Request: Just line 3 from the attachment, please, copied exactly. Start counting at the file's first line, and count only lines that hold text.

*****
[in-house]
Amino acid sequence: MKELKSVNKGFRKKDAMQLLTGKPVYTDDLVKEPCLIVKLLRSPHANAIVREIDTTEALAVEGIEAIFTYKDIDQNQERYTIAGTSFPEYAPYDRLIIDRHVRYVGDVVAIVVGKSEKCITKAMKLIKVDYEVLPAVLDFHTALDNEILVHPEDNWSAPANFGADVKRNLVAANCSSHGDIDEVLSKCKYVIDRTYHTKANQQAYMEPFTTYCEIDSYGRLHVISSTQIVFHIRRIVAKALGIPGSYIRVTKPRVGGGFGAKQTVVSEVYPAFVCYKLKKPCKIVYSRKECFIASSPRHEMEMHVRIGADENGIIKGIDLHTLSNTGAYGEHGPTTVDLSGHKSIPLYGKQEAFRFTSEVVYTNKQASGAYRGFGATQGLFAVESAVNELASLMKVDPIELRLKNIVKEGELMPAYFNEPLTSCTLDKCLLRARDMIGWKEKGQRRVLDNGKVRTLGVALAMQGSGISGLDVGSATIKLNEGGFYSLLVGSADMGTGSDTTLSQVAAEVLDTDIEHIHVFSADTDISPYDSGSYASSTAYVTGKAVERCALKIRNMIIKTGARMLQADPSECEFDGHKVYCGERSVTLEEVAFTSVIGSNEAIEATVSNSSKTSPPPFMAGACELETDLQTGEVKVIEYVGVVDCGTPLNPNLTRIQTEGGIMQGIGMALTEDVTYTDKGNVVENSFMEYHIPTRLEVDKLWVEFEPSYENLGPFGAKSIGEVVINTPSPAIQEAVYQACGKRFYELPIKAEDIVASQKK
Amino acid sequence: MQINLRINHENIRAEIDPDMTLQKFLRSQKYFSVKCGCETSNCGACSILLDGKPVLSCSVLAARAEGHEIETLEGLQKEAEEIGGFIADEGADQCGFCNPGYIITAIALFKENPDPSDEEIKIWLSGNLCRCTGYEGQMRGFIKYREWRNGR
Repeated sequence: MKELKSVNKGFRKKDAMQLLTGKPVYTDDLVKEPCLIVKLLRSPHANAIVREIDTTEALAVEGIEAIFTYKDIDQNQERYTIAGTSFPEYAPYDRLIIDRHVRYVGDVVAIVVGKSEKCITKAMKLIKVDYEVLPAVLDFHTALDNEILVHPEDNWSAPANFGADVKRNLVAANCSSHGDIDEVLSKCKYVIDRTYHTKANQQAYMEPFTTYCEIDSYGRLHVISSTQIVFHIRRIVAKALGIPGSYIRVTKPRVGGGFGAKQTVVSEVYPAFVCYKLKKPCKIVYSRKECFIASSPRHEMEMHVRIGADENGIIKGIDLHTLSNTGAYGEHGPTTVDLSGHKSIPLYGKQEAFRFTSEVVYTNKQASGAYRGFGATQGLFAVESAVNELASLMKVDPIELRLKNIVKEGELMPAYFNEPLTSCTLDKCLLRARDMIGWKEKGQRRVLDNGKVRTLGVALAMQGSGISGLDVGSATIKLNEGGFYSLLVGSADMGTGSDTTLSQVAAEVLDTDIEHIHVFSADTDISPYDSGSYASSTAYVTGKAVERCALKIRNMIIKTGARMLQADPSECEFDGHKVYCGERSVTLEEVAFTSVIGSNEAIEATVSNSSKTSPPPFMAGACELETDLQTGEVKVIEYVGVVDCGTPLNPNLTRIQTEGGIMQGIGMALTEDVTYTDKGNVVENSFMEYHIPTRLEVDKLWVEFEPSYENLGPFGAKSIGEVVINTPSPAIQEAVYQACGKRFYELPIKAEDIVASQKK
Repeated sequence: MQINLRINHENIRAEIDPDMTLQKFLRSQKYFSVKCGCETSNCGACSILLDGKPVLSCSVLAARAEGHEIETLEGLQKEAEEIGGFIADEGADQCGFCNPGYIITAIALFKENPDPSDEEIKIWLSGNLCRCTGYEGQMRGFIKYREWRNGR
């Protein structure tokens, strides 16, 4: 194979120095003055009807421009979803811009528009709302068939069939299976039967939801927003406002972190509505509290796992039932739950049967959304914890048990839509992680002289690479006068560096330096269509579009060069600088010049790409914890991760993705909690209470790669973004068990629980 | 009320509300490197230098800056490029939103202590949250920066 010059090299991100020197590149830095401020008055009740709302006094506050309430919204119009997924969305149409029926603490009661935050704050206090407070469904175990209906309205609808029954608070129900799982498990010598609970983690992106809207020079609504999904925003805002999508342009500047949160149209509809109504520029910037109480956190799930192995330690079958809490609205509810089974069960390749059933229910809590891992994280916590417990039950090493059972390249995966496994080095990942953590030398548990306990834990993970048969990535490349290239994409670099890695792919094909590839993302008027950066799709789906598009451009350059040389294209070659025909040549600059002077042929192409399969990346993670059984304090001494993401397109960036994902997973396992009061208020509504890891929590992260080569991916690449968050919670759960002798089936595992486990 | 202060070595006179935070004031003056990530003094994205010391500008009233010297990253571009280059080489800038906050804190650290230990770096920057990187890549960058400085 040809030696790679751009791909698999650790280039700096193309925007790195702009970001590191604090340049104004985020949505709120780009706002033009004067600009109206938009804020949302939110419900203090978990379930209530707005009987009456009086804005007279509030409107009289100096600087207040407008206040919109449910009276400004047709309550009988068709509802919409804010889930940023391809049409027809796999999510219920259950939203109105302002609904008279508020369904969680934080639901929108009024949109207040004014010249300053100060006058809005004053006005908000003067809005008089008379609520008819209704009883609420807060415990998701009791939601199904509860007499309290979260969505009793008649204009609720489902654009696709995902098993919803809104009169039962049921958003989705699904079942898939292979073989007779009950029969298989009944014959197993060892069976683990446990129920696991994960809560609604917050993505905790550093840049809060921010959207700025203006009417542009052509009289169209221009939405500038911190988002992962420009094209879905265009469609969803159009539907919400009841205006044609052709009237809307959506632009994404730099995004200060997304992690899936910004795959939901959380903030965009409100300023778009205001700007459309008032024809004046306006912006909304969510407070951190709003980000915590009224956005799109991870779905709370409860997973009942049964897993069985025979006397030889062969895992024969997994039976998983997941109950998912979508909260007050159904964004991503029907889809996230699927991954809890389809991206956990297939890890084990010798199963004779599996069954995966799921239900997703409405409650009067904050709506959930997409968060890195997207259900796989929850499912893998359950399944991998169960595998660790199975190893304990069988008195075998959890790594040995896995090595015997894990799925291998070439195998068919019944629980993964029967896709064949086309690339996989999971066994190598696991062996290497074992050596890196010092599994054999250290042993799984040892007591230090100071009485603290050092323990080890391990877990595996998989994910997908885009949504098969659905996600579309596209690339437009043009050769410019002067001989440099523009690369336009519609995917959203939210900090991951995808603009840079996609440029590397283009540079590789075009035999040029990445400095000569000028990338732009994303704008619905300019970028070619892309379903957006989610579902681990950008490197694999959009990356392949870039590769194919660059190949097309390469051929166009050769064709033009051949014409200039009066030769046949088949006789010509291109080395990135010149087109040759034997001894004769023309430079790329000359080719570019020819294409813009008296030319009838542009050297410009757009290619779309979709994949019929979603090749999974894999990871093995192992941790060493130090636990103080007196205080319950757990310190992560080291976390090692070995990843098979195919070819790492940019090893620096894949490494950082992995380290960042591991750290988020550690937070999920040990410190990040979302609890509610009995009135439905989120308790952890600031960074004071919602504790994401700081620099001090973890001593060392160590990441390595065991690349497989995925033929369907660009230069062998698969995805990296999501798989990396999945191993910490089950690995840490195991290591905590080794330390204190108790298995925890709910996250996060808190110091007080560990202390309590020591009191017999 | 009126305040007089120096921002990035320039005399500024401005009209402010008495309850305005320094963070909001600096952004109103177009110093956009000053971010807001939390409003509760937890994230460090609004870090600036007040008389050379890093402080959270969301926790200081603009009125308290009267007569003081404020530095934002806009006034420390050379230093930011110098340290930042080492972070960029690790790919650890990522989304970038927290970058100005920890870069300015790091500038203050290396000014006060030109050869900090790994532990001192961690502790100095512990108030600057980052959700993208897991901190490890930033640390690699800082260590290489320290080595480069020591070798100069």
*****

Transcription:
Amino acid sequence: MQINLRINHENIRAEIDPDMTLQKFLRSQKYFSVKCGCETSNCGACSILLDGKPVLSCSVLAARAEGHEIETLEGLQKEAEEIGGFIADEGADQCGFCNPGYIITAIALFKENPDPSDEEIKIWLSGNLCRCTGYEGQMRGFIKYREWRNGR